If the use of Nazi symbolism in fashion was manifested in isolated cases, there would be only slight cause for concern. But when this trend is backed or glossed over by giants such as Amazon, the biggest online sales platform in the world, we cannot remain indifferent. From home decor to clothing and accessories, the popular website is infested with products depicting Holocaust victims heading to the gas chambers and images glorifying the Third Reich.
When the Second Intifada broke out in 2000, Hamas founder Sheikh Ahmed Yassin boasted that the desire of his people for death in the service of Hamas was greater than the Israelis’ desire to live. Yassin, of course, was not referring to himself; happy to send his people off to die, he himself clung to life and even believed that his advanced age and status would protect him. But nothing lasts forever, and in March 2004, he was killed in an Israeli airstrike.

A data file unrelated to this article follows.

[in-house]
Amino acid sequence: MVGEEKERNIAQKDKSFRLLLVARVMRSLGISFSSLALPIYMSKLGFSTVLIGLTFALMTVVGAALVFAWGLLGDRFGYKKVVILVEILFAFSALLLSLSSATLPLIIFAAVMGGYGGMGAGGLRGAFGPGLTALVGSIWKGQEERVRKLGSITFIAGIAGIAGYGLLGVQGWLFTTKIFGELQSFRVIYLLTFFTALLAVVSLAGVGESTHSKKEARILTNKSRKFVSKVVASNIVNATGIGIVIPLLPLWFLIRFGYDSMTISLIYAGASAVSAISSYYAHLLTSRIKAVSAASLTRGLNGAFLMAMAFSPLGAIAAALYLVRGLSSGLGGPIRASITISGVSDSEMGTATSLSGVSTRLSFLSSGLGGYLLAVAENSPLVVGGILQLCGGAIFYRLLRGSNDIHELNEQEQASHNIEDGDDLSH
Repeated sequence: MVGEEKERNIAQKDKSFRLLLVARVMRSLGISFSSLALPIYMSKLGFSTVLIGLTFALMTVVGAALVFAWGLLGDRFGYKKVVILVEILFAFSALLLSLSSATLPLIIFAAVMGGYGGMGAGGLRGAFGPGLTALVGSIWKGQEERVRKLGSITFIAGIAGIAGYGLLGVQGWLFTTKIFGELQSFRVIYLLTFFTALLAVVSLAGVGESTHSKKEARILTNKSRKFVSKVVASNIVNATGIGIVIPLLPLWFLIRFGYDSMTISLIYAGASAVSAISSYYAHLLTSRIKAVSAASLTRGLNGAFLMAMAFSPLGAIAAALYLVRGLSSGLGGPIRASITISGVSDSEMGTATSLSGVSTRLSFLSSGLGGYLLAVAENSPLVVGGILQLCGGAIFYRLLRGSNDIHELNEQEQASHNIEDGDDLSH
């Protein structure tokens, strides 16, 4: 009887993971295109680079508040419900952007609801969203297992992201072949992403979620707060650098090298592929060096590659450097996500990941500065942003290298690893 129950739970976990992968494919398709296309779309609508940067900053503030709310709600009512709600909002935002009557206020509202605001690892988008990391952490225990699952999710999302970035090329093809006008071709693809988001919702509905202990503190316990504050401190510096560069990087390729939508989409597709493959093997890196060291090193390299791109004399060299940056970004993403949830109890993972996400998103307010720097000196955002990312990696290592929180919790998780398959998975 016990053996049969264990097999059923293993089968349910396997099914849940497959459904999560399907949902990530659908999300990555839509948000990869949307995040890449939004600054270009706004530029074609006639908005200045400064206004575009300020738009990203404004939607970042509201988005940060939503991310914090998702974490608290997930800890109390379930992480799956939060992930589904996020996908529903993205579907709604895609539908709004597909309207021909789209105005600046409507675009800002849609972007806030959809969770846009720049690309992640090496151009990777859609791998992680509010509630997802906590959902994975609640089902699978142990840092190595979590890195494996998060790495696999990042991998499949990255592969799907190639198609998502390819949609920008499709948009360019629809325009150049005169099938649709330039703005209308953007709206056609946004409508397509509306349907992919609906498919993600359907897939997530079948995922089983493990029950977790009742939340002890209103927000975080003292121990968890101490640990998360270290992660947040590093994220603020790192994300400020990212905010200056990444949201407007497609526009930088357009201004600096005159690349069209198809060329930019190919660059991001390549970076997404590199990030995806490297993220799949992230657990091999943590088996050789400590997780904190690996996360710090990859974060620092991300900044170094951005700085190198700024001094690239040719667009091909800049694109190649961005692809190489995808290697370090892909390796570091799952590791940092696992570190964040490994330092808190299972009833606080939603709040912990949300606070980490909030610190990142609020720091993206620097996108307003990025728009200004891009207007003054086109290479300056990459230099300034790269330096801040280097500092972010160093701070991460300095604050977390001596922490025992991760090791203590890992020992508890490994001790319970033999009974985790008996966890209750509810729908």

Egypt’s leading authorities have reinstated a notoriously “radical” cleric and hate preacher to the pulpit (minbar), despite strong opposition.
According to Arab Weekly, “The Egyptian Ministry of Religious Endowments, which controls the mosques, gave Yasser Burhami, the deputy head of the Salafist Call, the umbrella organisation of Salafi movements, approval to deliver sermons before Friday prayers at the Wise Caliphs Mosque in Alexandria.”
This week’s Torah reading Shoftim, maps out for us, the ideal national structure, of the Jewish people in their homeland, the Land of Israel. It describes the policies that Jews should be striving to implement today: Malchut/Kingdom, Sanhedrin/Torah, Nevuah/Prophecy, and Kehunah/Temple.